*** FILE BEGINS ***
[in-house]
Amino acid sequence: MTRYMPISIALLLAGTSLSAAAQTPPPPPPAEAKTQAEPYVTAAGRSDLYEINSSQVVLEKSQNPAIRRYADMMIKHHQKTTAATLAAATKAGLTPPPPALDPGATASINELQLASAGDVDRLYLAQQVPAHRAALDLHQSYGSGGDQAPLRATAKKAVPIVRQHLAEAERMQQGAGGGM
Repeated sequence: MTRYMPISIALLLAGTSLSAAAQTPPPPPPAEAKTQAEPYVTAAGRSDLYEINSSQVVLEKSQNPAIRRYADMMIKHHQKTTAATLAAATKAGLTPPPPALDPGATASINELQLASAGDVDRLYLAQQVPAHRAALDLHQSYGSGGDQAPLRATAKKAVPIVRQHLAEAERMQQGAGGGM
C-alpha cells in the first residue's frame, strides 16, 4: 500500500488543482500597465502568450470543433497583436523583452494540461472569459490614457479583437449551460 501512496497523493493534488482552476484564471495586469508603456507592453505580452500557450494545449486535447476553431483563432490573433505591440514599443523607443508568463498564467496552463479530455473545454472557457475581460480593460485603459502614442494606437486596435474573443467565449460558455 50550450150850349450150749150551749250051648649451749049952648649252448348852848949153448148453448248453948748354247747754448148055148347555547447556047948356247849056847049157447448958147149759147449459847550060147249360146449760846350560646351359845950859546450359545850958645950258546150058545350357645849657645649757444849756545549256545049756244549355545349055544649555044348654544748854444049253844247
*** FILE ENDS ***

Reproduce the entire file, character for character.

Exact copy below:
[in-house]
Amino acid sequence: MTRYMPISIALLLAGTSLSAAAQTPPPPPPAEAKTQAEPYVTAAGRSDLYEINSSQVVLEKSQNPAIRRYADMMIKHHQKTTAATLAAATKAGLTPPPPALDPGATASINELQLASAGDVDRLYLAQQVPAHRAALDLHQSYGSGGDQAPLRATAKKAVPIVRQHLAEAERMQQGAGGGM
Repeated sequence: MTRYMPISIALLLAGTSLSAAAQTPPPPPPAEAKTQAEPYVTAAGRSDLYEINSSQVVLEKSQNPAIRRYADMMIKHHQKTTAATLAAATKAGLTPPPPALDPGATASINELQLASAGDVDRLYLAQQVPAHRAALDLHQSYGSGGDQAPLRATAKKAVPIVRQHLAEAERMQQGAGGGM
C-alpha cells in the first residue's frame, strides 16, 4: 500500500488543482500597465502568450470543433497583436523583452494540461472569459490614457479583437449551460 501512496497523493493534488482552476484564471495586469508603456507592453505580452500557450494545449486535447476553431483563432490573433505591440514599443523607443508568463498564467496552463479530455473545454472557457475581460480593460485603459502614442494606437486596435474573443467565449460558455 50550450150850349450150749150551749250051648649451749049952648649252448348852848949153448148453448248453948748354247747754448148055148347555547447556047948356247849056847049157447448958147149759147449459847550060147249360146449760846350560646351359845950859546450359545850958645950258546150058545350357645849657645649757444849756545549256545049756244549355545349055544649555044348654544748854444049253844247